Proof of Conspiracy - Seth Abramson



In late 2015, after Donald Trump has formally announced his candidacy for president, a geopolitical conspiracy emerges overseas whose key participants are the leaders of Russia, Israel, Saudi Arabia, the United Arab Emirates, Bahrain, and Egypt. These six men decide that Trump is the antidote to their ills: for Russia, U.S. sanctions; for Israel, the lack of Arab allies; for Saudi Arabia, the United Arab Emirates, Bahrain, and Egypt, perceived threats emanating from Iran. The conspirators commit themselves to doing whatever is necessary to ensure that Trump is elected. Trump’s presidential campaign is aware of and benefits from this conspiracy both before and after the 2016 election.

On March 19, 2018, British journalist David Hearst, the former chief foreign leader writer for the Guardian, publishes the most important report of his career. Hearst, at one time the Moscow bureau chief at the Guardian, is now editor in chief of his own publishing venture, a London-based Middle East watchdog called the Middle East Eye. In the spring of 2018, he reports the existence of a years-long, continent-spanning conspiracy that will eventually envelop the president of the United States: the Red Sea Conspiracy.1

This book denominates the conspiracy Hearst uncovers as the “Red Sea Conspiracy” for the simple reason that it is hatched on a yacht in the middle of the Red Sea, a seawater inlet of the Indian Ocean bordered by, among other countries, Saudi Arabia and Egypt.2 One imagines that in his many years as a correspondent and commentator for the Scotsman, the Huffington Post, Al Jazeera (Qatar), Al-Araby Al-Jadeed (England), TRT World (Turkey), Masr Al-Aan (Egypt), and the Guardian, Hearst never thought he’d stumble on a story as far-reaching in its implications as the Red Sea Conspiracy.3 But he did—and what he found could change the course of history.

This book chronicles the events around the globe that preceded and followed the fall 2015 origin of the conspiracy, with a special focus on how the conspiracy prompted Donald Trump and his aides, allies, and associates to covertly collude with six countries both before and after the 2016 presidential election: Russia, Saudi Arabia, the United Arab Emirates, Israel, Bahrain, and Egypt. Events that began on the Red Sea in 2015 now influence President Trump’s foreign policy toward all of these countries, toward other countries not involved in the conspiracy such as Qatar and Iran, and, more broadly, toward Europe, Asia, and the Middle East.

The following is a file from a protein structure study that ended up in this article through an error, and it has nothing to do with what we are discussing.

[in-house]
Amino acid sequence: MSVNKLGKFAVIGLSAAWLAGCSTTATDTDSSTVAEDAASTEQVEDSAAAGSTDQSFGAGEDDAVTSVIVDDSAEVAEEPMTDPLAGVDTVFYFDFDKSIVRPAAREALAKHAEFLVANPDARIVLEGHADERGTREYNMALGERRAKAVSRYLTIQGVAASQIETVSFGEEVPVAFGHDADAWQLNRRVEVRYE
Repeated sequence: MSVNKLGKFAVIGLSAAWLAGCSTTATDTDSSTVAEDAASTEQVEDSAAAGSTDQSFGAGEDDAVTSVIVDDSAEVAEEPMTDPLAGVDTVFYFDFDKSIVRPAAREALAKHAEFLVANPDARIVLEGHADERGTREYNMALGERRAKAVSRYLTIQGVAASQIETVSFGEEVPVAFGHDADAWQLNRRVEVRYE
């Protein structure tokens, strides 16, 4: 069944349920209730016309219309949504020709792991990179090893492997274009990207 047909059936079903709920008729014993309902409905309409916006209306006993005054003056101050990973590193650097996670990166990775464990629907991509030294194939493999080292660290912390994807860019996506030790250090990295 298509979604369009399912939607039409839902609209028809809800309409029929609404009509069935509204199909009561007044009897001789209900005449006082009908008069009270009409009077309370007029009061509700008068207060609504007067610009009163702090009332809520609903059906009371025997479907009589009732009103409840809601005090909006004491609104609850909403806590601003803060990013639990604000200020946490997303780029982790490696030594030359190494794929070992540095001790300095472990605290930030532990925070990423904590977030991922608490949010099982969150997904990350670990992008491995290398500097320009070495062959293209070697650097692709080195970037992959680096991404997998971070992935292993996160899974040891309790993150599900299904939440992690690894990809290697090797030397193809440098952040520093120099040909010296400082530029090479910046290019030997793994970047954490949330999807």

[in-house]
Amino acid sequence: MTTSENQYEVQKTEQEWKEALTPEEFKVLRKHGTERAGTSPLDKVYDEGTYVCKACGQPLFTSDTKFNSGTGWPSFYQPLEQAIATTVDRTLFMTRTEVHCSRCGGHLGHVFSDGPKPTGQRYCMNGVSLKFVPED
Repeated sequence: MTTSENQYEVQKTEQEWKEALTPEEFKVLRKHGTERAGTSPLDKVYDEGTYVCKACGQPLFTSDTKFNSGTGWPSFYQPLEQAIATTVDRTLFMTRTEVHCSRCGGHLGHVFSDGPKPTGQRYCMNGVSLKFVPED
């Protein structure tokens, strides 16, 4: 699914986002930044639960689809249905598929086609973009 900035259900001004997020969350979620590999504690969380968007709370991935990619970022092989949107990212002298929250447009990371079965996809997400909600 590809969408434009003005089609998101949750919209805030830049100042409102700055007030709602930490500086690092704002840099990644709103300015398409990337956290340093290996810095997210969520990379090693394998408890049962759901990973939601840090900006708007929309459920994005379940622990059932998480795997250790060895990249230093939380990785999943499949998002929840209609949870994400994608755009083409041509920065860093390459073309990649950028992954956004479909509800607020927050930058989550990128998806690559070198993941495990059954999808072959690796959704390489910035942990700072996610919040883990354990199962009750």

The story of the Red Sea Conspiracy begins with a man named George Nader. As reported by Hearst in the Middle East Eye, toward the end of 2015 Nader—then an adviser to the crown prince of Abu Dhabi, Mohammed bin Zayed al-Nahyan (known as “MBZ”)—convened, with his patron’s permission, a summit of some of the Middle East’s most powerful leaders.4 Gathered on a boat in the Red Sea in the fall of 2015 were Mohammed bin Salman (known as “MBS”), deputy crown prince of Saudi Arabia, who would shortly become the heir apparent to the throne of the Saudi kingdom; MBZ himself, by 2015 the de facto ruler of the United Arab Emirates; Abdel Fattah el-Sisi, the president of Egypt; Prince Salman bin Hamad, the crown prince of Bahrain; and King Abdullah II of Jordan. Nader, the improbable maestro of these rulers’ clandestine get-together, intended the plan he posed to the men to include the nation of Libya, but no representative from that nation attended the gathering.5

Of the leaders aboard the yacht, two—MBS and MBZ—are already close. According to a New Yorker interview with Richard A. Clarke, a counterterrorism adviser to Presidents Barack Obama and George W. Bush, MBS and MBZ “talk on the phone all day to each other.”6 The Red Sea meeting, though technically convened by Nader, is a means for MBZ to advance ambitions that he and MBS have designed together.7

The two Sunni Arab leaders’ intention, Hearst records, is to remake the Middle East with the covert assistance of a highly placed American politician. They intend to do this by first renaming and reconstituting the membership of the six-member Gulf Cooperation Council (GCC)—which in 2015 comprises Saudi Arabia, the United Arab Emirates, Bahrain, Kuwait, Oman, and Qatar—while reorienting, too, its regional ambitions and global alliances.8 The proposed GCC realignment would evict Kuwait, Oman, and Qatar from the council and replace these three countries with Egypt, Jordan, and Libya, thereby eliminating the entity’s historical association with the Persian Gulf and remaking it as, instead, an alliance constituting “an elite regional group of